The ordinary method of observing first contact is open to grave uncertainties (on account of the different sensitiveness of the eyes of various observers, and for other reasons), and it is hoped that this method, as beautiful in theory as it will be difficult and delicate in practice, will obviate all these objections.
It is to be expected that the astronomers of the different nations will adopt different plans of observations, in accordance with the peculiar traditions of each school.
The Germans and Russians, among whom the use of heliometers has been hitherto confined, will (with a single exception) alone use them on the approaching transit.
The German Government will send one of these instruments to the Kerguelen Islands, or to Macdonald Island, one to the Auckland Islands, one to the Mauritius, and one to China (Chefoo). Lord Lindsay, of England (the one exception spoken of), also takes a heliometer with his very completely-equipped private expedition to the Mauritius.
Three of the twenty-seven Russian stations in Russia, Siberia, China, and Japan, will be provided with heliometers; at three, like-wise, will the photo-heliograph be used, while the remainder of the stations will be devoted to the ordinary contact observations and to measures of cusps.
At all the American stations the photo-heliograph, the contact method, and the method of cusps, will be used. The American stations will be eight in number. These will be principally in the southern latitudes, in the Indian and Pacific Oceans, except one in Siberia, and, perhaps, a photographic station in the Sandwich Islands.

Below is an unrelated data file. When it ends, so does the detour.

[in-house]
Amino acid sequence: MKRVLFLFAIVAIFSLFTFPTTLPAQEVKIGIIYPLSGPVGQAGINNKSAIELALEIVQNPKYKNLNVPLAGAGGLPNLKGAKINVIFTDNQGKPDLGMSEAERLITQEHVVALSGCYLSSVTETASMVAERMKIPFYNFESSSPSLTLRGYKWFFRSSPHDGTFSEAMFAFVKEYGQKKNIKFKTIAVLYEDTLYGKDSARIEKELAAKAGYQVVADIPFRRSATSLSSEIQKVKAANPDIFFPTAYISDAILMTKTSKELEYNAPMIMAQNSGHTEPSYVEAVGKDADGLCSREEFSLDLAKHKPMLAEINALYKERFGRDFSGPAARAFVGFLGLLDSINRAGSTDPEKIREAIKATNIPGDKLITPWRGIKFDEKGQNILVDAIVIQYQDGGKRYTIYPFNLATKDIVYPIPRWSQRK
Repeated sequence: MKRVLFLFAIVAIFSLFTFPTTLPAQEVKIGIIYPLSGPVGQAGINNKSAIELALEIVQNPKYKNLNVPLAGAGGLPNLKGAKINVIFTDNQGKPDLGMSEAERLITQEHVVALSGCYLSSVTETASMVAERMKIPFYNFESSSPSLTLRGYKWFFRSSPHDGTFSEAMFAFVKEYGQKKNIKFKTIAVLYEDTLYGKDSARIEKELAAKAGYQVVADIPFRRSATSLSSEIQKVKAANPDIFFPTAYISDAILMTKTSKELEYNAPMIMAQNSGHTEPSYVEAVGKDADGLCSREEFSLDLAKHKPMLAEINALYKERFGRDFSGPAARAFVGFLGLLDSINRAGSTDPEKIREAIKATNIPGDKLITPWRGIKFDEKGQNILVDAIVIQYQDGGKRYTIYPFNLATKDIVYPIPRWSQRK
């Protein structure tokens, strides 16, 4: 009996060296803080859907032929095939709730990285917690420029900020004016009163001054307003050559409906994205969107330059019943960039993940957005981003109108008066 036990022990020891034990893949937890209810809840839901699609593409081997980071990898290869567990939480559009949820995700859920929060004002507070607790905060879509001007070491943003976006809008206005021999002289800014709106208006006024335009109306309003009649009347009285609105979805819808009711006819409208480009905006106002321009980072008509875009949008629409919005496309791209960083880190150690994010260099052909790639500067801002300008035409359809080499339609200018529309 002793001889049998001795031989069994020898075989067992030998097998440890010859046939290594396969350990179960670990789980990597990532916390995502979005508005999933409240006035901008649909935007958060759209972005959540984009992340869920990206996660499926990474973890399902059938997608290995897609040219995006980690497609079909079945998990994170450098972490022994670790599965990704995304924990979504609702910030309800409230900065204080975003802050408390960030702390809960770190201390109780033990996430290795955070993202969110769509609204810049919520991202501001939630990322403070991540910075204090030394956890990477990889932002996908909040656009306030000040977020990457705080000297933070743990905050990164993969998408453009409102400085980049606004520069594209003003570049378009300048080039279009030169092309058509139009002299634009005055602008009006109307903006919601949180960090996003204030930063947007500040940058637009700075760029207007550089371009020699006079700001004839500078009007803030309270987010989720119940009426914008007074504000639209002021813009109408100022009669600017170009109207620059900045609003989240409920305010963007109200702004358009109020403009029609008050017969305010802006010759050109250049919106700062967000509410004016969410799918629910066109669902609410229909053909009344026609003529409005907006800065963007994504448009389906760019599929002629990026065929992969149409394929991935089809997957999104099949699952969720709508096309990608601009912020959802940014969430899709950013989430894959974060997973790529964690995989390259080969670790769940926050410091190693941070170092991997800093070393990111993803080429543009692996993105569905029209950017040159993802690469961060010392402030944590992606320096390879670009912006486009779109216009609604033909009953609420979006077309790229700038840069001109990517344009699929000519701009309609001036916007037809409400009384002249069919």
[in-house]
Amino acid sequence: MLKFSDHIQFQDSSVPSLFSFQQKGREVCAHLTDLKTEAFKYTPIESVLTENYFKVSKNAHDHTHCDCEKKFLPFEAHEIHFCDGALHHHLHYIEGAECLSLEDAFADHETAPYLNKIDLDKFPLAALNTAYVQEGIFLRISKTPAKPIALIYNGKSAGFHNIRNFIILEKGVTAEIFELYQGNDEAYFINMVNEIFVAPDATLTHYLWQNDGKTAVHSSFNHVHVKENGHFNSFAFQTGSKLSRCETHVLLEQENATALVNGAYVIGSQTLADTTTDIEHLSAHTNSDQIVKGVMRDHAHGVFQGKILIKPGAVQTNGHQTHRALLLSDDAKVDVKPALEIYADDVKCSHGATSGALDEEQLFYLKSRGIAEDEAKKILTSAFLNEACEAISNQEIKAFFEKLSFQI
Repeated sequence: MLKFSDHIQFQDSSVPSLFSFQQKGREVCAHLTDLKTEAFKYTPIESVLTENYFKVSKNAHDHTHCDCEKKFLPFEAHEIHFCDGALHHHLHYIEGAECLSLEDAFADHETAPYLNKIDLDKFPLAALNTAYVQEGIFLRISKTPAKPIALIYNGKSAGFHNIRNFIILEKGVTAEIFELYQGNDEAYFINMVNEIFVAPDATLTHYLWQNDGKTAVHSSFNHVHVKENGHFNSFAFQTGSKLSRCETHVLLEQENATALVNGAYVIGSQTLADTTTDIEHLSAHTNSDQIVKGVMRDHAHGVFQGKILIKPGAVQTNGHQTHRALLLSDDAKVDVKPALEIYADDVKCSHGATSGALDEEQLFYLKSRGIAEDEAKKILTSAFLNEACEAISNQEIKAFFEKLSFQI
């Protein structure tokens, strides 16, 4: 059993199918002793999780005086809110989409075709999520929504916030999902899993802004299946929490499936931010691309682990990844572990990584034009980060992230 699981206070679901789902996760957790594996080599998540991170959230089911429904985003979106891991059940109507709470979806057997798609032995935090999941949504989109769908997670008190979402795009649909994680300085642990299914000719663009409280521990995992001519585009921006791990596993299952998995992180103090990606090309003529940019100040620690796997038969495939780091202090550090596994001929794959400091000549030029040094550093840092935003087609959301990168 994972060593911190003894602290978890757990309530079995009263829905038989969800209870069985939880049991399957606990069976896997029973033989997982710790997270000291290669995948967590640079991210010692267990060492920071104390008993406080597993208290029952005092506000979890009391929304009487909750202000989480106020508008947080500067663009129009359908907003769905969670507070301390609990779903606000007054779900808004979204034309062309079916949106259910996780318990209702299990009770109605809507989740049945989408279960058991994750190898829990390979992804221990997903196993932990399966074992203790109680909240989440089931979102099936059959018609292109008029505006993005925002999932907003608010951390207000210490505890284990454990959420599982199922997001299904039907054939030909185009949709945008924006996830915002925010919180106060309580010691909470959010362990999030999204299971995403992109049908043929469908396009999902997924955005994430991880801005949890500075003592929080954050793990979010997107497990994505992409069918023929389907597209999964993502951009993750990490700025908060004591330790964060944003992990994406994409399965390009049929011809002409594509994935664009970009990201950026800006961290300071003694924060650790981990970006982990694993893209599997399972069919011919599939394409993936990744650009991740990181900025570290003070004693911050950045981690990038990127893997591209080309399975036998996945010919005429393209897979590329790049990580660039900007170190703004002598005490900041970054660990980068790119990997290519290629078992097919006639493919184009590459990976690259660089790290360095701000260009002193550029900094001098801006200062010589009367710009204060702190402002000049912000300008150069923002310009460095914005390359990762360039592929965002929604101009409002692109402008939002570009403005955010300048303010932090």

Stations in Japan and China will be established also by the Americans.
Most of the English parties are to be in northern stations, though the Challenger exploring expedition is instructed to examine eligible stations in the South Pacific. Of the stations of French observers little is definitely known, although they will occupy a few posts.
Each party must be provided with instruments to observe the actual transit, and it must further have the means of determining accurately time, longitude, and latitude.
Of these quœsitœ, the latitude and the local time are most easily determined. Portable transit-instruments will suffice for the first determination, and for the second there are various adequate means.
The American parties are each to be provided with a small portable transit-instrument and zenith-telescope combined, which instruments are now making by Stackpole, of New York.
These are intended to be of the simplest possible construction and of the greatest attainable stability, and they combine several advantages. In accordance with a suggestion first proposed by Steinheil, of Munich, the tube proper of the telescope will be reduced to one-half of the usual length. A prism will be placed at the end of the tube opposite the object-glass, by which the rays which enter the telescope will be turned at right angles through the perforated axis of the pivots of the instrument, thus utilizing the necessary length of this axis by making it an integral part of the telescope.
The observer will thus occupy one position, no matter to what part of the meridian his telescope is pointed, which is, in itself, a great advantage, on the score of convenience. This also will doubtless conduce to a constant personal equation, as it has been shown by the director of the Albany Observatory, and others, that personal equations vary with the altitude of the observed star.
These instruments are provided with fine spirit-levels and with micrometers, which fit them to be used as zenith-telescopes, and thus to determine two of the three important quœsitœ.
The parties of other nations will use similar methods for this purpose. The coordinate which is most difficult of exact determination is the longitude, and the problem of its determination will be attacked in various ways.